We have no idea

My favorite analogy to illustrate what it’s like to be a student with ADHD comes from ADDYteen.com founder, Grace Friedman. “Envision this,”says Friedman, “five teens line up to race the 1,000 meters. Four of them wear shorts and sneakers and the fifth is wearing a hazmat suit and a 30-pound backpack. It should not surprise anyone that the fifth runner will not likely outpace the others. Now imagine the hazmat suit and the 30-pound backpack are transparent/invisible — that is what it is like to have ADHD. Kids with ADHD often feel ashamed, stigmatized, embarrassed, and isolated. Everyone wonders why we are not the fastest runners.  I am a runner with the backpack and I know I may never outpace my peers, but I have to run anyway — life requires it.” This is true for kids with high-functioning autism and kids with learning disabilities, as well.

This is the amount of pressure our kids are under at school. Since it’s “invisible,” few recognize it, making it an even greater stress on our kids. So, how do we recognize it and what can we do about it?


How can we “see” it?

It’s hard to recognize how much stress kids with “invisible” disorders like ADHD and autism are really under at school. How can we when they struggle to communicate what they’re going through and how they feel? How can we when teachers tell us our kids are lazy or not doing they’re best because they simply don’t want to? How can we when we aren’t there to see it ourselves… when we only see the aftermath?

It’s been my obsession for many years now to understand as much as I can about what it’s like to be my son. And I think I’ve done a pretty good job of “seeing” all his invisible special needs — as much as I can without being him, anyway.

1000 lb monkeyAnd yet, I’m still taken aback when we settle into summer break and my son becomes a different child, shedding that 1,000-pound stress monkey he’s been hauling around on his back for the last nine months. He’s happy, polite, and courteous. He’s less argumentative and more flexible. And, his ADHD and autism symptoms are drastically reduced.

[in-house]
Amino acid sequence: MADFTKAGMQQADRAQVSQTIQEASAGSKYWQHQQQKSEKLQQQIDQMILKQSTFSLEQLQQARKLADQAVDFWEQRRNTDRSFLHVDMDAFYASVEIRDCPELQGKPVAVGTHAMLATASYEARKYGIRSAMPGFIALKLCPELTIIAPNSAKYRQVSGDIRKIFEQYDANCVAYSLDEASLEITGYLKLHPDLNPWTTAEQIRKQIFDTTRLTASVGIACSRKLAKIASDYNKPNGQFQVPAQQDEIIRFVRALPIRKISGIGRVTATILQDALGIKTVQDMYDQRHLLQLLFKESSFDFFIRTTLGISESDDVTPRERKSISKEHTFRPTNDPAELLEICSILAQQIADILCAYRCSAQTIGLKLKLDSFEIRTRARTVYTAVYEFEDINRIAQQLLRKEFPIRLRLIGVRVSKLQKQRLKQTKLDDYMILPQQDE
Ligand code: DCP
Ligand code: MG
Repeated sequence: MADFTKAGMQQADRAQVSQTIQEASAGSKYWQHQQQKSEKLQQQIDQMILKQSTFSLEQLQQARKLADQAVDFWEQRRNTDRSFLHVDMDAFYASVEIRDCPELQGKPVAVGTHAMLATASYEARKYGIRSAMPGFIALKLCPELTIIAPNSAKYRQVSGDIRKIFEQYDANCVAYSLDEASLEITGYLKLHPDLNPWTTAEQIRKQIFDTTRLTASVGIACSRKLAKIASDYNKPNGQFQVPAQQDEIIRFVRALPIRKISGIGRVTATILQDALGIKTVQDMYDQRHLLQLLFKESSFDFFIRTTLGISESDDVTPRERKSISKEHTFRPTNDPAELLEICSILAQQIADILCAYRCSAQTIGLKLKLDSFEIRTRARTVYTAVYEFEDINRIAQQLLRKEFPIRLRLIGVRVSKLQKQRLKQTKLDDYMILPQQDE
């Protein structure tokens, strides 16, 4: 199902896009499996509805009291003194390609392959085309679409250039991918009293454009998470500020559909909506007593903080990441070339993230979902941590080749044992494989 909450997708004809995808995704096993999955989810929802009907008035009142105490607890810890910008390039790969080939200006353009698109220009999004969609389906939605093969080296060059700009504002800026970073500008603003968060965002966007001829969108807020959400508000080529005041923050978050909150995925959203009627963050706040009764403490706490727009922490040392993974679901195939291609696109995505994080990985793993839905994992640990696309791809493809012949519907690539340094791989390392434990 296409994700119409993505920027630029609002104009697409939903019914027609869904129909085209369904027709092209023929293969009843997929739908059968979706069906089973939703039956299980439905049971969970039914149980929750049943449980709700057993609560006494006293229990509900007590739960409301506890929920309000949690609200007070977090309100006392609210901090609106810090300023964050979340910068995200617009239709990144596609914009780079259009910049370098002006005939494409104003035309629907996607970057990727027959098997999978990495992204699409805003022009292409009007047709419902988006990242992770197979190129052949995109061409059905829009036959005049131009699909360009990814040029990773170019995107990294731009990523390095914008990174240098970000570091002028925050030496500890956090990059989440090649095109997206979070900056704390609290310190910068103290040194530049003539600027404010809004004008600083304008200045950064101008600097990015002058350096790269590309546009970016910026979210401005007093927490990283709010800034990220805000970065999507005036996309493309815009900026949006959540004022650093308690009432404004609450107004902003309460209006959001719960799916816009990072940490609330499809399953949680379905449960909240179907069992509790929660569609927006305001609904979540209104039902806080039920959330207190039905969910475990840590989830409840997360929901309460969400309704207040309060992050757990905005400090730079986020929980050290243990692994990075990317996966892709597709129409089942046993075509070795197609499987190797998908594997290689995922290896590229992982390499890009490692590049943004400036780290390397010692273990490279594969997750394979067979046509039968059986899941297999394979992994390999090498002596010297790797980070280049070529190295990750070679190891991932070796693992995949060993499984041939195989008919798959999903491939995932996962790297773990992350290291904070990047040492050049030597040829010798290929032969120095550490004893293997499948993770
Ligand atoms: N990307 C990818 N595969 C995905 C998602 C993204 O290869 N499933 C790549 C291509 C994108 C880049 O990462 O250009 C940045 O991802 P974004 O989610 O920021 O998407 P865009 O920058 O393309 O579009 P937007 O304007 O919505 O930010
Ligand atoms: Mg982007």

What can we do?

Your guess is probably as good as mine when it comes to what to do to help our kids have less stress at school.

The first step, of course, is to let your child’s teachers know how he or she learns and what an ideal learning environment looks like for your child. I help my son write an “about me” letter for his teachers and we deliver it to them before school starts. This letter is from him and describes his strengths, what he will need his teachers’ help with, and what he’s looking forward to about the upcoming school year.

I try to educate teachers on my son’s specific differences, especially in areas teachers often don’t know much about, like executive functions. Yes, I used the word “try.” I am often not successful, because many teachers see what they want to see: defiance and lack of motivation. I try, try again though. This is my son’s life, and I will keep fighting no matter how many times I’m unsuccessful.

I’m currently reading Nowhere to Hide: Why Kids with ADHD and LD Hate School and What We Can Do About It. It is a PHENOMENAL book on school stress and kids with ADHD, learning disabilities, and high-functioning autism. It explains how much stress affects cognitive abilities. I’m going to encourage my son’s teachers to read it.

For now, I’m going to keep our summer very low-key and give my son the stress relief he so desperately needs.